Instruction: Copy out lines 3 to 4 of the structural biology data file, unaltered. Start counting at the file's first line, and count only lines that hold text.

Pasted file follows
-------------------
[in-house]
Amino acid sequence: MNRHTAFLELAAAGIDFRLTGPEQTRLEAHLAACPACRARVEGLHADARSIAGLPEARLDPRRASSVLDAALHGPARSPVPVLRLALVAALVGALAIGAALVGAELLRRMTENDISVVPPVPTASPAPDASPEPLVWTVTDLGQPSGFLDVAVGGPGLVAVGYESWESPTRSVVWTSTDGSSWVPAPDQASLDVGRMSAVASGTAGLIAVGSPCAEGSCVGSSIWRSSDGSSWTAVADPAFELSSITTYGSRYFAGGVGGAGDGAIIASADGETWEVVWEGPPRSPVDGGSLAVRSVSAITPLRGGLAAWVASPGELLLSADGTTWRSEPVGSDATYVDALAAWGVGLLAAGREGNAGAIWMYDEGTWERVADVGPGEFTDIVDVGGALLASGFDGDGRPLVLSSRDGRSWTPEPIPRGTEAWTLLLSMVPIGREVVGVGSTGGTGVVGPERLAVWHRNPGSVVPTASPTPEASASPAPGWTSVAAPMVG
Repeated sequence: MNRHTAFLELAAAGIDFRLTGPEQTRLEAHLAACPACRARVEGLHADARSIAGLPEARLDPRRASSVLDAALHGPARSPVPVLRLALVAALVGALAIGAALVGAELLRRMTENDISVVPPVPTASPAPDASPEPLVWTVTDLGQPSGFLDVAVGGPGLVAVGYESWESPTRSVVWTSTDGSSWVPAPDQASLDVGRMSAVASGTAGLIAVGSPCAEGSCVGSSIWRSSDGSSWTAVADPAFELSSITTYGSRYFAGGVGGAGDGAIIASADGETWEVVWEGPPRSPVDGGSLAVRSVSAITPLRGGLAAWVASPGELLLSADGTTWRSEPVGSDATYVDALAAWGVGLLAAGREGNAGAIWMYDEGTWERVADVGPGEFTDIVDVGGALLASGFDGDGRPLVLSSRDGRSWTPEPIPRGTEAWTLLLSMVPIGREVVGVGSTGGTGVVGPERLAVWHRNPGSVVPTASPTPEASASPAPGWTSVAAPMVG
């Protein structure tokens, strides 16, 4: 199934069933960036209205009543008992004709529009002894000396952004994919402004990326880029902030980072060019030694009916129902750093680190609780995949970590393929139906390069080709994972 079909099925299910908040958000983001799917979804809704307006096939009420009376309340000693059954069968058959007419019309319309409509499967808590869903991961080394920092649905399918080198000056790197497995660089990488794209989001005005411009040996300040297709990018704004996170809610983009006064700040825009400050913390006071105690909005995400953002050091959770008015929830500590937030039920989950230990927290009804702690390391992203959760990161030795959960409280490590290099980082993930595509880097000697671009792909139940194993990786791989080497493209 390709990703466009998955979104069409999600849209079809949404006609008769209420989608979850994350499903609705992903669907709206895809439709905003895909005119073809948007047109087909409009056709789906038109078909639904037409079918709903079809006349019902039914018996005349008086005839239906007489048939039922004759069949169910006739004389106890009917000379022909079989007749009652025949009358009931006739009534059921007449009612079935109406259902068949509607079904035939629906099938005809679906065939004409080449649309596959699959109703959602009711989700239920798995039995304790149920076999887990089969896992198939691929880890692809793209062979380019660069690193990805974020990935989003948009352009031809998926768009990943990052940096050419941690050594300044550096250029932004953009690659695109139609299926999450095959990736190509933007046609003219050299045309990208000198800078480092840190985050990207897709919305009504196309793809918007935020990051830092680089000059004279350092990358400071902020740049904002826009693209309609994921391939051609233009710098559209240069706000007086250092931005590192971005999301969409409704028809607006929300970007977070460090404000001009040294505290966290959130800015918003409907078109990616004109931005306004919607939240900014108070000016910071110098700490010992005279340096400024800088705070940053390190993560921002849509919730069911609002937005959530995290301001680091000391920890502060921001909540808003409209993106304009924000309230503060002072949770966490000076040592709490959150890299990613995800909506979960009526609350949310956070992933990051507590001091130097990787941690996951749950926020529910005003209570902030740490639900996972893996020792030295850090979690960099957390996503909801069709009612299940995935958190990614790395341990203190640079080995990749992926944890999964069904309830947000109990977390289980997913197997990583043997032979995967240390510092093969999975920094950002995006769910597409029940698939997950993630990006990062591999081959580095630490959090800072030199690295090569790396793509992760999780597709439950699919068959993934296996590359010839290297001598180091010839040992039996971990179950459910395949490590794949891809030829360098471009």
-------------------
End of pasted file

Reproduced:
Repeated sequence: MNRHTAFLELAAAGIDFRLTGPEQTRLEAHLAACPACRARVEGLHADARSIAGLPEARLDPRRASSVLDAALHGPARSPVPVLRLALVAALVGALAIGAALVGAELLRRMTENDISVVPPVPTASPAPDASPEPLVWTVTDLGQPSGFLDVAVGGPGLVAVGYESWESPTRSVVWTSTDGSSWVPAPDQASLDVGRMSAVASGTAGLIAVGSPCAEGSCVGSSIWRSSDGSSWTAVADPAFELSSITTYGSRYFAGGVGGAGDGAIIASADGETWEVVWEGPPRSPVDGGSLAVRSVSAITPLRGGLAAWVASPGELLLSADGTTWRSEPVGSDATYVDALAAWGVGLLAAGREGNAGAIWMYDEGTWERVADVGPGEFTDIVDVGGALLASGFDGDGRPLVLSSRDGRSWTPEPIPRGTEAWTLLLSMVPIGREVVGVGSTGGTGVVGPERLAVWHRNPGSVVPTASPTPEASASPAPGWTSVAAPMVG
């Protein structure tokens, strides 16, 4: 199934069933960036209205009543008992004709529009002894000396952004994919402004990326880029902030980072060019030694009916129902750093680190609780995949970590393929139906390069080709994972 079909099925299910908040958000983001799917979804809704307006096939009420009376309340000693059954069968058959007419019309319309409509499967808590869903991961080394920092649905399918080198000056790197497995660089990488794209989001005005411009040996300040297709990018704004996170809610983009006064700040825009400050913390006071105690909005995400953002050091959770008015929830500590937030039920989950230990927290009804702690390391992203959760990161030795959960409280490590290099980082993930595509880097000697671009792909139940194993990786791989080497493209 390709990703466009998955979104069409999600849209079809949404006609008769209420989608979850994350499903609705992903669907709206895809439709905003895909005119073809948007047109087909409009056709789906038109078909639904037409079918709903079809006349019902039914018996005349008086005839239906007489048939039922004759069949169910006739004389106890009917000379022909079989007749009652025949009358009931006739009534059921007449009612079935109406259902068949509607079904035939629906099938005809679906065939004409080449649309596959699959109703959602009711989700239920798995039995304790149920076999887990089969896992198939691929880890692809793209062979380019660069690193990805974020990935989003948009352009031809998926768009990943990052940096050419941690050594300044550096250029932004953009690659695109139609299926999450095959990736190509933007046609003219050299045309990208000198800078480092840190985050990207897709919305009504196309793809918007935020990051830092680089000059004279350092990358400071902020740049904002826009693209309609994921391939051609233009710098559209240069706000007086250092931005590192971005999301969409409704028809607006929300970007977070460090404000001009040294505290966290959130800015918003409907078109990616004109931005306004919607939240900014108070000016910071110098700490010992005279340096400024800088705070940053390190993560921002849509919730069911609002937005959530995290301001680091000391920890502060921001909540808003409209993106304009924000309230503060002072949770966490000076040592709490959150890299990613995800909506979960009526609350949310956070992933990051507590001091130097990787941690996951749950926020529910005003209570902030740490639900996972893996020792030295850090979690960099957390996503909801069709009612299940995935958190990614790395341990203190640079080995990749992926944890999964069904309830947000109990977390289980997913197997990583043997032979995967240390510092093969999975920094950002995006769910597409029940698939997950993630990006990062591999081959580095630490959090800072030199690295090569790396793509992760999780597709439950699919068959993934296996590359010839290297001598180091010839040992039996971990179950459910395949490590794949891809030829360098471009």